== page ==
Video conferencing software developer Zoom is the latest Silicon Valley darling to put itself on the market. Today it will go public.
In its March 22 S-1 filing to the SEC, Zoom highlighted the central role reliable communication plays in business performance. "The evolving nature of the modern workforce has made communication even more important than it has been in the past," according to the company.
Trends shaping this narrative includes a distributed employee model, a call for deeper engagement with employees, business partners and customers, changing workforce demographics, and employees' influence on IT departments.
From desktops to mobile devices and conference rooms, Zoom is proving itself as a vital enterprise tool. The company's revenue consistently doubled since fiscal year 2017 through 2019 from $60.8 million to $151.5 million to $330.5 million.
Zoom's revenue growth over the years
SOURCE: Zoom S-1 form
The company's is offering 20,869,565 shares of Class A common stock in its listing, raising more than $350 million. Zoom is expected to be worth about $9.2 billion in its public debut. Zoom's IPO signals its command of its product as well as the communication market in general. The communication and collaboration market and its ideas are healthy and offer the potential promise of future acquisitions.
"Zoom is differentiated from other meeting solution providers due to its focus on ease of use by eliminating barriers typically associated with video collaboration," according to Gartner. The research firm predicted spending on cloud-based conferencing to hit $3.1 billion in 2018 while increasing 4.4% in 2019.
The market already has similar offerings to Zoom, yet the video conferencing company "was able to build momentum for its offerings" because it narrowed its focus on "a video-first user interface," Mike Fasciani, senior director analyst at Gartner, told CIO Dive in an email. The approach made "video interactions more widely adopted, even by less digitally dexterous employees."
Stiff competition or not so much?
Zoom is comfortably situated as a leader in the video conferencing space, a market Slack has yet to break into. But like Slack, small- to medium-sized businesses were attracted to the service because they couldn't heavily invest in an audio and video conferencing infrastructure, Mrinal Rai, principal analyst at ISG, told CIO Dive.
The cloud-based solution freed SMBs of having to train IT departments while also having a "short adoption cycle for the end users. Providers like Zoom gained popularity by addressing this need," said Rai.
Zoom took another card out of Slack's playbook, offering customers a freemium licensing option. Slack's momentum was in part owed to initially offering a free version of the service, so employees outside of IT could experiment with how they collaborated.
"The competitors in the market have taken notice of Zoom's appeal and have refreshed their user interfaces with a focus on ease of use," said Fasciani.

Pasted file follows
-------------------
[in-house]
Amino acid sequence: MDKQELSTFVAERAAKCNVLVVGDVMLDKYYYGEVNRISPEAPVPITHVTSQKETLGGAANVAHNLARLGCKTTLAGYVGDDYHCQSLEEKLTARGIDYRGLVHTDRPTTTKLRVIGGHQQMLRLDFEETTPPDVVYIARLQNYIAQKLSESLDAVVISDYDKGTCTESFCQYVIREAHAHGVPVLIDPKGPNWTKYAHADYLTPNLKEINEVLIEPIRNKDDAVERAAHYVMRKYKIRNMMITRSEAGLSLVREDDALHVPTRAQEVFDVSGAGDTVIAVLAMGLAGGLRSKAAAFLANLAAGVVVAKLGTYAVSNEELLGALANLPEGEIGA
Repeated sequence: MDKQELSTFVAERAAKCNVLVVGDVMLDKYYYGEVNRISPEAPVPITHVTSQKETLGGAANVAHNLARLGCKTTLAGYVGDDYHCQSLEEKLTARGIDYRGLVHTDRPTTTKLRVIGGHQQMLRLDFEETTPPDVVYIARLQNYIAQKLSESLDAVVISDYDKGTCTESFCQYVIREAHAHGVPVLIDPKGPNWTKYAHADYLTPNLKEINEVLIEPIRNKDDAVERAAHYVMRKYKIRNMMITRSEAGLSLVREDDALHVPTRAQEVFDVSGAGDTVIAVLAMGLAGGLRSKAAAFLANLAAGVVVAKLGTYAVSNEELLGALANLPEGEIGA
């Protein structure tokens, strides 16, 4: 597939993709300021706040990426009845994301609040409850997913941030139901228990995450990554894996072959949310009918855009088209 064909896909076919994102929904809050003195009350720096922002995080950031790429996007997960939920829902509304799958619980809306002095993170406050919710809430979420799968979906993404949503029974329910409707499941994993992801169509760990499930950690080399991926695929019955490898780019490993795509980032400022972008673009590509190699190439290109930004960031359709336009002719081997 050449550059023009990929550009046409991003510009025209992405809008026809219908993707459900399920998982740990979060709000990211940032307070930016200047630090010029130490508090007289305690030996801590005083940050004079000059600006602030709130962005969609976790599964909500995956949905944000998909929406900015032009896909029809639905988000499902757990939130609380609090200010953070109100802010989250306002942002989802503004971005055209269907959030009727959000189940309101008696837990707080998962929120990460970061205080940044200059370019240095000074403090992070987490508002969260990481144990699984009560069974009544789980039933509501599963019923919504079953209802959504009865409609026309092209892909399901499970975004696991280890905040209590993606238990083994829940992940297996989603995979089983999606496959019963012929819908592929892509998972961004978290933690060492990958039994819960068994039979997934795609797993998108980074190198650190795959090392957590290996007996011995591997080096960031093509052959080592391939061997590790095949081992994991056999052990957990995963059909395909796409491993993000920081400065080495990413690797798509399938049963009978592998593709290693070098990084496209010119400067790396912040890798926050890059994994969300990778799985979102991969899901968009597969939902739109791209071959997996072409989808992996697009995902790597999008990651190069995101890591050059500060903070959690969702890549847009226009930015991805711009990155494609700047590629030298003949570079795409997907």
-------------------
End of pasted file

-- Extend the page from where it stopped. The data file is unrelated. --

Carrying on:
Zoom is well positioned in Gartner's Magic Quadrant for meeting solutions, next to Cisco's, LogMeIn, and Microsoft's Skype and Teams. Its current competitors include BlueJeans, unified communications as a service (UCaaS) players like RingCentral, and Cisco's Webex.
Zoom is now integratable with existing Cisco hardware as Cisco is shifting focus onto other collaboration solutions, namely to compete with Microsoft and Slack, according to Rai.
Zoom does have areas of improvement, Gartner cautions, including its management dashboard for IT professionals to "monitor their cloud service adoption and performance." The direct sales model can unintentionally create tensions with buyers who wish to use third-party resellers.
UCaaS or bust
The expansion into the UCaaS market broadens Zoom's reach, though "it's still early days for Zoom in the UCaaS market and it is still unclear how buyers are responding to this bigger opportunity with Zoom," said Fasciani. It's not guaranteed Zoom's "appeal and popularity" will roll over into the UCaaS market.
"It's easier to delight and impress end users with an easy to use video service that actually works than it is in the UCaaS market where organizations are mainly buying telephony services," said Fasciani. "Reliability on telephony services is amplified, which makes it tougher to stand out from the competition and enterprise buying life cycles are longer."
By entering another market, Zoom is also facing a new set of challenges. UCaaS providers have to be concerned about how they are "clearly [distinguishing] their capabilities to specify which collaboration area they are focusing on," said Rai. "While video conferencing and meetings are an integral part of communication and collaboration, these players have to clearly delineate themselves from the players increasingly updating their offerings in the hot and strongly dynamic team collaboration solution market."
Cloud providers like Microsoft and Amazon Web Services are sharpening their tools to eclipse the more niche providers. Currently their offerings may not be best of breed, but they can cost less. Customers also know that sooner rather than later Microsoft and AWS services will be able to compress their competitive distance with other pure-play vendors.
Zoom is differentiating itself in several ways, including strategic partnerships with file sharing services like Dropbox. But the partnership pushes Zoom into the team collaboration competition. Zoom also launched its cloud PBX though it poses as "potential trouble" with other UC partners "as they may start to see them as competitors," said Rai.
"Though Zoom maintains that all their enhancements are meant to augment" Zoom's foundational video conferencing, said Rai, the "enhancements are either making them a player in the highly matured UCaaS market or rapidly changing team collaboration market."